May 4, 2006


Metrocnt DunnlorgWhen I first moved to Northern Virginia I was fascinated by Metro. Growing up in New York I just assumed that all trains were filthy. I was accustomed to seeing the rats scurry along the tracks in the subway station. I watched to see what graffiti would adorn the cars of the train as it pulled in. I knew not to touch anything because you never know what nastiness was lurking on and under the surfaces. Then I encountered Metro which seemed clean and (mostly) rat free. For a brief moment I was enthralled.
courthouseSince then I have realized that the neatness comes with a huge price. Metro is frequently “experiencing delays” and the ride is rarely smooth. The stations are free of litter but they are also free of personality. The trains are frequently overcrowded. Last night I had to let 2 trains go by before one pulled into the station with enough room for people to get on. The affair is over! (so is the rant)

After a lousy commute home my night got steadily better. I arrived home last night to find that dinner was nearly ready. We had chicken and green beans and super fresh and yummy corn. I can’t claim that our dinners are always this healthy but every once I a while we get it right.

After dinner we settled in for baths and reading aloud and knitting. It was lovely. Then Felicia called to tell me she cast on. Woo Hoo! She’s been watching me knit (and requesting that I make her stuff) for a while. I didn’t mind at all. Then there was the blog which she reads and discusses with me daily. From my blog she found others and now we discuss the stuff she sees there as well. Now, at last she has cast on herself. She’s coming over to the dark side and I love it.

Stinky sock 3This brings me to some actual knitting content. I worked on the sock last night and I have to say that I’m pleased with it. It's not an especially demanding or unique knit but as I work on it I feel a real sense on satisfaction that is unlike anything before. I think that it’s because I picked all of the elements myself rather than just following a pattern.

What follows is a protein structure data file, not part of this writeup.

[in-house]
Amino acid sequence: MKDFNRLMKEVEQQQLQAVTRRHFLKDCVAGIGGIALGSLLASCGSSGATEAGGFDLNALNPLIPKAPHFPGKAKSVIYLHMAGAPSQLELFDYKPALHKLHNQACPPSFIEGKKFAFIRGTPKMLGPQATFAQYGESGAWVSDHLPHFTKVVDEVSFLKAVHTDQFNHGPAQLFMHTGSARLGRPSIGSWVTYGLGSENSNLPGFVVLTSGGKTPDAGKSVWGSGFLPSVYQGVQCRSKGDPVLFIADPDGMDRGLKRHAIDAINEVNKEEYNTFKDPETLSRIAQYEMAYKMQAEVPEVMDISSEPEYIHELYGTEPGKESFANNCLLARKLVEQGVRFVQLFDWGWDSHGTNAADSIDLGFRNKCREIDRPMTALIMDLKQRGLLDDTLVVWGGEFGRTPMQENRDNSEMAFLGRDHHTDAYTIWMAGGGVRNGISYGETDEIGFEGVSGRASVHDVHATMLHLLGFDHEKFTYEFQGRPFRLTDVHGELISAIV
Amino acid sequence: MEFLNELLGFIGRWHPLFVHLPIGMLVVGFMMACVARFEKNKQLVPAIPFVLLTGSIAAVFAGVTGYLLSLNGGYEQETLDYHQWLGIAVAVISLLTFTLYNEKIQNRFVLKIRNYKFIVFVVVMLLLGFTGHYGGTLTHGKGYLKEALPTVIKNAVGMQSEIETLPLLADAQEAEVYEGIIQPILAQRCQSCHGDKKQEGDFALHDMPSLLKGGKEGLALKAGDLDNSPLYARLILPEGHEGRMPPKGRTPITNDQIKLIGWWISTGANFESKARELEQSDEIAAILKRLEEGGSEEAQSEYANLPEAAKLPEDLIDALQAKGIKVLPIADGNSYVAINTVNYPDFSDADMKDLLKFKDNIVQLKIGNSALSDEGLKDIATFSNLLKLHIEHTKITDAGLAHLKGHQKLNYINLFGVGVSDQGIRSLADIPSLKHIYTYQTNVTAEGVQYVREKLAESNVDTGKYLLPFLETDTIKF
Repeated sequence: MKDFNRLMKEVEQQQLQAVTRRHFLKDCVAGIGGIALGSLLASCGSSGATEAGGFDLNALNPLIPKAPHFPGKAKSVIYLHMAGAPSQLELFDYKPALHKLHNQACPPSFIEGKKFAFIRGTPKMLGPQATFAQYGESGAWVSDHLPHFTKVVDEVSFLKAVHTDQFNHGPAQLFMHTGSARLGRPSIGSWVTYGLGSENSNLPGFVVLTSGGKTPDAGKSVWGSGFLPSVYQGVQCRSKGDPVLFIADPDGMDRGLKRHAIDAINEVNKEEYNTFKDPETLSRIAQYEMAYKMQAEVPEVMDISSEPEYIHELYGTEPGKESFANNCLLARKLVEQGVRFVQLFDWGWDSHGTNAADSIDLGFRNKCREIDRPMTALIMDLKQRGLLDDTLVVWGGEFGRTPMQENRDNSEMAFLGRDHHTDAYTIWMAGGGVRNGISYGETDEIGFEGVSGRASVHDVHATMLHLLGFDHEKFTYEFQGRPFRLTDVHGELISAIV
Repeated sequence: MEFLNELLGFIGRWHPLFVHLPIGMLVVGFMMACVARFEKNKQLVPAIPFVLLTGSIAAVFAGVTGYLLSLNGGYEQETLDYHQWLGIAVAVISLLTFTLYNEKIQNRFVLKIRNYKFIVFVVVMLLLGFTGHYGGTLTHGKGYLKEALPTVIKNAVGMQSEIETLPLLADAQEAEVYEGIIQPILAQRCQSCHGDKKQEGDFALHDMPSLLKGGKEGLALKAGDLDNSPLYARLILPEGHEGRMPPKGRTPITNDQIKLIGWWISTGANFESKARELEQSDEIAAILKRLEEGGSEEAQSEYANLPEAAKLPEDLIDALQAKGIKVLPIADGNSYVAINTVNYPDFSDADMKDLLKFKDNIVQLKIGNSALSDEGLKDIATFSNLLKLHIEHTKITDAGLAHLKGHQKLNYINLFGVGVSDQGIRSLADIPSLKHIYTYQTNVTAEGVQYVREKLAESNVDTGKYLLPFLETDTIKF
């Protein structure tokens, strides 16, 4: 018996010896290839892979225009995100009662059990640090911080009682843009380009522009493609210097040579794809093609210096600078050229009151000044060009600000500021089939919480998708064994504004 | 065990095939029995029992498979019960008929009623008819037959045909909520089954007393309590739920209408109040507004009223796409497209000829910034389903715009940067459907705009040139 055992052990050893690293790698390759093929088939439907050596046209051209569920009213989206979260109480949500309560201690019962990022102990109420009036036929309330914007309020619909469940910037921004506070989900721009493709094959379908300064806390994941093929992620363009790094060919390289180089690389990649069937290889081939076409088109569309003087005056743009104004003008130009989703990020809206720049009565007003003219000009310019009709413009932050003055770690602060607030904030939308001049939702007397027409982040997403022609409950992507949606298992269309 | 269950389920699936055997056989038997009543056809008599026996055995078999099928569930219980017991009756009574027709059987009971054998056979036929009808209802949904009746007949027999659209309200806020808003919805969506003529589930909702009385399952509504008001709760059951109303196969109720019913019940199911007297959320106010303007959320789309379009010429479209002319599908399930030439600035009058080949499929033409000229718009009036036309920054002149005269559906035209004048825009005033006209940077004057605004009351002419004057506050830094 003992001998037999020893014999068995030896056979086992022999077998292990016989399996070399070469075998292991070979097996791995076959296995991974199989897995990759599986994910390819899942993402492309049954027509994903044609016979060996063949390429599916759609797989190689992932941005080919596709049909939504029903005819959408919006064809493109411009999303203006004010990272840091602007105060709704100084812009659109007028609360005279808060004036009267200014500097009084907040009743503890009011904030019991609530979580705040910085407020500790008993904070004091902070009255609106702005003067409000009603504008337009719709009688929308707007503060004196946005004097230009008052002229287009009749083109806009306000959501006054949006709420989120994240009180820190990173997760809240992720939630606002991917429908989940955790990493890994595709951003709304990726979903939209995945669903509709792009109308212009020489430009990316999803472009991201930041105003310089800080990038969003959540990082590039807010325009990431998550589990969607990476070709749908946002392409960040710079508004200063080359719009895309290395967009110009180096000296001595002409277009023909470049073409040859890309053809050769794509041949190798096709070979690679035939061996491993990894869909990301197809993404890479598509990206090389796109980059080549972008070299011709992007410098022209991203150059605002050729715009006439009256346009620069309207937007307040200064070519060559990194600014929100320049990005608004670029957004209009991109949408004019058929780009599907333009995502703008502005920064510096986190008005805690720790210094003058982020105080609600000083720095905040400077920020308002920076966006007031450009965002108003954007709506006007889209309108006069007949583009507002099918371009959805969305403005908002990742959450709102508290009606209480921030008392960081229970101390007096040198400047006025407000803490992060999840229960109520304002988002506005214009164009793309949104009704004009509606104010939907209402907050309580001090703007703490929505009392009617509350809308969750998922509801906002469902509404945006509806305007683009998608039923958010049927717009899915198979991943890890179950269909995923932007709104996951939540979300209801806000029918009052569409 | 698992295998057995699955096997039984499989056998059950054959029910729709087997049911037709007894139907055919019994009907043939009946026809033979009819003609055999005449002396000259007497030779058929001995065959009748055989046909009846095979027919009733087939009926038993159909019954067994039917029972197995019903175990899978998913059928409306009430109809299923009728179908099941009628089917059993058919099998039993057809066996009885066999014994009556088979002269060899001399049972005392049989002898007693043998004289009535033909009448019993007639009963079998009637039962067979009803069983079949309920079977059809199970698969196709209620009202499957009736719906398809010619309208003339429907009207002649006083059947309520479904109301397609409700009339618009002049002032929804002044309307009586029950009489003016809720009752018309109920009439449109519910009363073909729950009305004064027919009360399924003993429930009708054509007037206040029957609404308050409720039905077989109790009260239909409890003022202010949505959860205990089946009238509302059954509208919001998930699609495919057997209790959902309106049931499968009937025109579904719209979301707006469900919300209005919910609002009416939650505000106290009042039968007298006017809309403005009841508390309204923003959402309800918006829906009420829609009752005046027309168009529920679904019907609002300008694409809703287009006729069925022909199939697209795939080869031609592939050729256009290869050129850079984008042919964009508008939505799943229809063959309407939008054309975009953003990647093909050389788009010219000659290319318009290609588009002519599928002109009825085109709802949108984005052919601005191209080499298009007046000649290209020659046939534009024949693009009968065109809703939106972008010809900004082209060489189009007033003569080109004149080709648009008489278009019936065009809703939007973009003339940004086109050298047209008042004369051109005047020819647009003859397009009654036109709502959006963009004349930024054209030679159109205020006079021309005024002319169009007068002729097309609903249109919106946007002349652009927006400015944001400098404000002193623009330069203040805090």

That got me wondering - at what point a design becomes “yours”? At what point are you no longer modifying someone else's design and truly creating your own? If you’re taking the stitch pattern from one person and adding it to the basic sock pattern of another is it yours? If you take a heel from one person, a toe from another and a cuff from a third is that yours? How many different way are there to create a sock or a sweater or a scarf? I always worry about originality and I would hate to call something mine only to have it pointed out that it’s been done (possibly better) somewhere before. I’m really interested to hear what you have to say.


margene said...

Maybe you can safely call it a variation on a theme;-)

Elspeth said...

I've heard some percentages before but I've also seen many things that were published as "originals" but were in fact derivative of others that were already published (for example the "Simply Lovely Lace socks" from the latest Interweave look a lot like a pattern that Heartstrings Fiber Arts already published. Technically the pattern isn't exactly the same, so who knows?

I guess I'd call it your own if you created it without consulting another pattern and gave credit to other patterns that you might have gotten ideas from (or stitch books). I get the feeling a lot of knit designers own "all" the stitch books and just pick what works for them. After all, it's all just knits and purls, right?

Elspeth said...

P.S. I've always loved the Metro too. I was in D.C. when it opened (I believe) and have loved it ever since. It has a nice easy to follow map/line (versus New York's subway), especially if you are going somewhere a lot of people go. Of course it is more helpful to you in Virginia. My parents live in Maryland and it's not as convenient there, but still nice to have!